Sumary of Prions may channel RNA’s messages:
- Prions get mostly bad press, but they may be the keys to controlling protein synthesis in cells.
- Prions, proteins that can misfold and aggregate, have been implicated in many neurodegenerative diseases.
- New models by Rice University scientists describe how they can regulate the translation of RNA messages into new proteins by forming organized protein synthesis factories.
- A study led by theoretical physicist Peter Wolynes and graduate student Xinyu Gu, with aid from Rice alumnus Nicholas Schafer, suggests that two prions in either aggregate or condensate form can activate or repress the translation of actin proteins, depending on the orientation in which they bind mRNA.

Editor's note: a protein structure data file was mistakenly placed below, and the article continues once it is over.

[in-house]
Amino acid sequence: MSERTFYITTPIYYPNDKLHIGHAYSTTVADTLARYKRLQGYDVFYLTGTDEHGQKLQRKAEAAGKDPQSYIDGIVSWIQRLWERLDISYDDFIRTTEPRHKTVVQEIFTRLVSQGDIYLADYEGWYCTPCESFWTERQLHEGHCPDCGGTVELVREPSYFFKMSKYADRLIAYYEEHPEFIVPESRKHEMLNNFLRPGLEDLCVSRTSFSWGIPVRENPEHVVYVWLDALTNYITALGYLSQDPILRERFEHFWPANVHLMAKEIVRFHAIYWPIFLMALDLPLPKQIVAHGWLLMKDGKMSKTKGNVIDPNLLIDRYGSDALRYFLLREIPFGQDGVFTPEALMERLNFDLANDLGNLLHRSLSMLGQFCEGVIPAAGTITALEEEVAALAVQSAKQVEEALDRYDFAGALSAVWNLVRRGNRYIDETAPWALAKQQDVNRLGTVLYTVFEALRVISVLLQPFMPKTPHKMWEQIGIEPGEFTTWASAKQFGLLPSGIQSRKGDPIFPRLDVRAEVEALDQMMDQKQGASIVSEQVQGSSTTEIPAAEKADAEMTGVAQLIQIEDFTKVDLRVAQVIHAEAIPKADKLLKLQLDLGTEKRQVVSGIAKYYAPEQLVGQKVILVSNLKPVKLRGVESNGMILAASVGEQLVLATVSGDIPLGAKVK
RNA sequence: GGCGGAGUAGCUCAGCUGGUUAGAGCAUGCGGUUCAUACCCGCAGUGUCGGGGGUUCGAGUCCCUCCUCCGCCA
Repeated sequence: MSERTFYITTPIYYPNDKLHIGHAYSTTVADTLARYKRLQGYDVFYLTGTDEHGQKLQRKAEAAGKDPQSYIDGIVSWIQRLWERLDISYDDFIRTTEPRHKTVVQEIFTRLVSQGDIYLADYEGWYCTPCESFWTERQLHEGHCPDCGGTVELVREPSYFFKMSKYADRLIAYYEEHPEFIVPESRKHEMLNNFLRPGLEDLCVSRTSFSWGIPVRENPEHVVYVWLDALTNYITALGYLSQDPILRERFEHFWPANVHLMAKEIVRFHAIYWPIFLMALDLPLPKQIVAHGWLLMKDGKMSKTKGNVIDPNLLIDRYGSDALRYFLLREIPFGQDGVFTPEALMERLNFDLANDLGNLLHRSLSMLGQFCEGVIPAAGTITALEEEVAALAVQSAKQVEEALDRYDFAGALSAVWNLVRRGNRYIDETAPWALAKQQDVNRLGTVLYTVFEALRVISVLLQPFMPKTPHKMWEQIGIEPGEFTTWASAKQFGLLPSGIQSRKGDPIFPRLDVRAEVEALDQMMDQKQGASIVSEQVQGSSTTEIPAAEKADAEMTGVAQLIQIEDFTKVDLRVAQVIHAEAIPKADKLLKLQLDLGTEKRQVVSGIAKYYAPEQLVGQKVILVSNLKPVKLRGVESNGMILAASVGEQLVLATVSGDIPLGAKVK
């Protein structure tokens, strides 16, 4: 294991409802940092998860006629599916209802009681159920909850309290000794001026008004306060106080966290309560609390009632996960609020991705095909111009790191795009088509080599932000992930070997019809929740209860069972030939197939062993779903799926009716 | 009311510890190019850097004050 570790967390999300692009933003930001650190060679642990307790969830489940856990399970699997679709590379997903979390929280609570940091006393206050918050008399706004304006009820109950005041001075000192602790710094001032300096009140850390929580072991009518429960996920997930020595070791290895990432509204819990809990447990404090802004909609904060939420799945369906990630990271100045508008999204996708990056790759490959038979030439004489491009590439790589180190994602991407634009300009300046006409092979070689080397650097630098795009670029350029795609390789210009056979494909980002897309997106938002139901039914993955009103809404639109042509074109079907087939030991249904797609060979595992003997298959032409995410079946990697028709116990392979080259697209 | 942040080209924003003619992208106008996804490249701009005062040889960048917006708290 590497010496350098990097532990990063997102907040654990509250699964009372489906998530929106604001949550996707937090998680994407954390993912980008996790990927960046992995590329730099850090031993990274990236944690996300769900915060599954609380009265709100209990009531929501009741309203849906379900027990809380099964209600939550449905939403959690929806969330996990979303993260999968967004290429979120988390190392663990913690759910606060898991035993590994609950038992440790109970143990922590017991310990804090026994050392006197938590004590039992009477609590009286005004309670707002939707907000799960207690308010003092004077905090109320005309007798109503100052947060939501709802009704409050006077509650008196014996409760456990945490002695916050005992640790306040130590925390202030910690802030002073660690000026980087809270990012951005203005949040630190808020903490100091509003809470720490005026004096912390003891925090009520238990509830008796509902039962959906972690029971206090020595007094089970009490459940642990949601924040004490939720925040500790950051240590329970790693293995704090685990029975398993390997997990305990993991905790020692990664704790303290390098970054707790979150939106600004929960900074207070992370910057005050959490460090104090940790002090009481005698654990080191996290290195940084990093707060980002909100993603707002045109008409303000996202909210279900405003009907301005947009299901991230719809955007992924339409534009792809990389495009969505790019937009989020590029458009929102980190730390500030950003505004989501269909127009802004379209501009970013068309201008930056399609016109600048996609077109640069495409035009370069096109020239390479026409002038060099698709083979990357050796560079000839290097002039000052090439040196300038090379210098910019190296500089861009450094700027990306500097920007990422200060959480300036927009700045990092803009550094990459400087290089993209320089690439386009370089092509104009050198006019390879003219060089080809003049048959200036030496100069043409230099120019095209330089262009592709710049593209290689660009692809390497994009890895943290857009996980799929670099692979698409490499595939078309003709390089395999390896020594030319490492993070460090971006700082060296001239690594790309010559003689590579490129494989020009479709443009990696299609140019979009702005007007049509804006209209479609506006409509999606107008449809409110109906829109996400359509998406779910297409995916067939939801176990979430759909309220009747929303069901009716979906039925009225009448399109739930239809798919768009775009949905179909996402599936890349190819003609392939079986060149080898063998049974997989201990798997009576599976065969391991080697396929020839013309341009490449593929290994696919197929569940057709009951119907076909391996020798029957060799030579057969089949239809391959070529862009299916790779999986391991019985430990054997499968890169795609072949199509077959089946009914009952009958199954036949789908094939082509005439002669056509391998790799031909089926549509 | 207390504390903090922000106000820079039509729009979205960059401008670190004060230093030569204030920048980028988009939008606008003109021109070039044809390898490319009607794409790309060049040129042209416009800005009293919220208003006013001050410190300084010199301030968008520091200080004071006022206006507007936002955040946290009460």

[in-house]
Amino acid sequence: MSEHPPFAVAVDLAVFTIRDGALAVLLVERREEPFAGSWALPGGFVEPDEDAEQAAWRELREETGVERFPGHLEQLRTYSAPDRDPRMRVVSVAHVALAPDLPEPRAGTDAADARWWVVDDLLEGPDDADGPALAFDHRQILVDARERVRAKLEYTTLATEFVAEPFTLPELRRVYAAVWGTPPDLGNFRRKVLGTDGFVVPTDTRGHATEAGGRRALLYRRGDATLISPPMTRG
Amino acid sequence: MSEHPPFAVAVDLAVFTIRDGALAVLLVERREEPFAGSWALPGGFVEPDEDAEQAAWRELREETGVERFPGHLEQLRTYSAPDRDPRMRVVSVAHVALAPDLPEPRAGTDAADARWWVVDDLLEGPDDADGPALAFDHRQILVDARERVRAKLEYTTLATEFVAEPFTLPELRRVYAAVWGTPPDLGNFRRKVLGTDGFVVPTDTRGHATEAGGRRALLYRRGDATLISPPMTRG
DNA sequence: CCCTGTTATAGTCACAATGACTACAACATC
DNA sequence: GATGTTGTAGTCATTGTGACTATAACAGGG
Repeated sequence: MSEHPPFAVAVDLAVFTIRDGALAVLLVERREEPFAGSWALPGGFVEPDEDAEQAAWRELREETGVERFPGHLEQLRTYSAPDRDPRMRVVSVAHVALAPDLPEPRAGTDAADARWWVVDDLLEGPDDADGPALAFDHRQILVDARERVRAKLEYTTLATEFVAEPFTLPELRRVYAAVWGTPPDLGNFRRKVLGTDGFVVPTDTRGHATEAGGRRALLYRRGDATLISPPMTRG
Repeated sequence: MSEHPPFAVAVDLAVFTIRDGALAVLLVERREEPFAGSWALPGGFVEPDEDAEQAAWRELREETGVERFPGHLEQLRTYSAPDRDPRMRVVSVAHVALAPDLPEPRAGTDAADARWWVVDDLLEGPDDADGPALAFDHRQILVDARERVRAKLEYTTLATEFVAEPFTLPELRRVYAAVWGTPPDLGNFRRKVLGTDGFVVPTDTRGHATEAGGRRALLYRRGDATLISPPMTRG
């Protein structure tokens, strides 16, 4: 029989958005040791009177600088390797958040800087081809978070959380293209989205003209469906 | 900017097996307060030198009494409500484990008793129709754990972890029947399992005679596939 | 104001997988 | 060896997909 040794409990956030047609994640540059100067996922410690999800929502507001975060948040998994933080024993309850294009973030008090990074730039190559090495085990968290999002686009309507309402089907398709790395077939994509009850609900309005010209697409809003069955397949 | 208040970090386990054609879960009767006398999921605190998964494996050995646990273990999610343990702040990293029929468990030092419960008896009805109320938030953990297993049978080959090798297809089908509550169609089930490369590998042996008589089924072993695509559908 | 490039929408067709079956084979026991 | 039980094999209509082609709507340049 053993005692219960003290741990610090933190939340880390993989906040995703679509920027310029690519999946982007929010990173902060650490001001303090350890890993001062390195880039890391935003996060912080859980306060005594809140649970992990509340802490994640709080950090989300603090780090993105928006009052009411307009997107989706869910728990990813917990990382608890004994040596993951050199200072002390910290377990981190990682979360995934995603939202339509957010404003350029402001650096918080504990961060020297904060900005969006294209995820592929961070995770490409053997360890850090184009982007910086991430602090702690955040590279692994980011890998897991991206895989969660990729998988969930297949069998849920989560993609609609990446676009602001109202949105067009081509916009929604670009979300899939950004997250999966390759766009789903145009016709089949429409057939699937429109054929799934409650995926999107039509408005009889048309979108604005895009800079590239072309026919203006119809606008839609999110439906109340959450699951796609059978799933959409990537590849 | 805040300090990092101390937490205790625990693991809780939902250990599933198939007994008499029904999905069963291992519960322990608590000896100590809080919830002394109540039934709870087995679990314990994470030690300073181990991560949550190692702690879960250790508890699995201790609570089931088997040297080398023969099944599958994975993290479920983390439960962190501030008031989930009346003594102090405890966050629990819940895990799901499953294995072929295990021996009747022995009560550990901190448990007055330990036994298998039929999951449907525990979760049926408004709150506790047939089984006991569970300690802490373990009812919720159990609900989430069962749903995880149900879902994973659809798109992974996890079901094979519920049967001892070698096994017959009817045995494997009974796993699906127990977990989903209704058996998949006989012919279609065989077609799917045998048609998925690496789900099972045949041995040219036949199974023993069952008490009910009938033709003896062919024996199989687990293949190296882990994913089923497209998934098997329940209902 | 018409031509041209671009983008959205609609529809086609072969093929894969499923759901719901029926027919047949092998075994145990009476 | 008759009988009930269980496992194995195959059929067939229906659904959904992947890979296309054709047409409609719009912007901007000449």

- The lab modeled “protein assembly lines” centered on CPEB and Rim4, two examples of the 240 known prion-coding genes that are also known to bind RNA in eukaryotic cells.
- Their orientation affects how — and whether — ribosomes are able to be recycled during protein synthesis when the RNA is assembled on the prion.
- ” Briefly, CPEB proteins aggregate into prions that bind the 3′ (aka 3 prime) terminal of mRNA.
- Ribosomes, the molecular machines that decode RNA to assemble proteins, easily find the other end (the “start codon”) and then work their way in toward the “stop codon,” which is bound to the prion.